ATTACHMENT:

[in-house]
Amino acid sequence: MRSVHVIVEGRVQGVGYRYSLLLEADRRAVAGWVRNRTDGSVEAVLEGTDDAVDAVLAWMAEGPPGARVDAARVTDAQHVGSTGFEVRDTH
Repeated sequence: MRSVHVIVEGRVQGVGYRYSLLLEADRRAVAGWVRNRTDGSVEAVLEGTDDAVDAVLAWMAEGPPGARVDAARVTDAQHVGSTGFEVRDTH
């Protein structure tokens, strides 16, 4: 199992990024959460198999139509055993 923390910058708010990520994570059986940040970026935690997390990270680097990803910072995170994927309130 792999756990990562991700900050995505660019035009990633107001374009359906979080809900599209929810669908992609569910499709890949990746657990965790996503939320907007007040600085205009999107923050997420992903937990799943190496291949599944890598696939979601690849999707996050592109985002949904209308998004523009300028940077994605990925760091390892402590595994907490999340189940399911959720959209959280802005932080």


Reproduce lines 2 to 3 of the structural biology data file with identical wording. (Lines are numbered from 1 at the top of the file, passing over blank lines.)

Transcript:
Amino acid sequence: MRSVHVIVEGRVQGVGYRYSLLLEADRRAVAGWVRNRTDGSVEAVLEGTDDAVDAVLAWMAEGPPGARVDAARVTDAQHVGSTGFEVRDTH
Repeated sequence: MRSVHVIVEGRVQGVGYRYSLLLEADRRAVAGWVRNRTDGSVEAVLEGTDDAVDAVLAWMAEGPPGARVDAARVTDAQHVGSTGFEVRDTH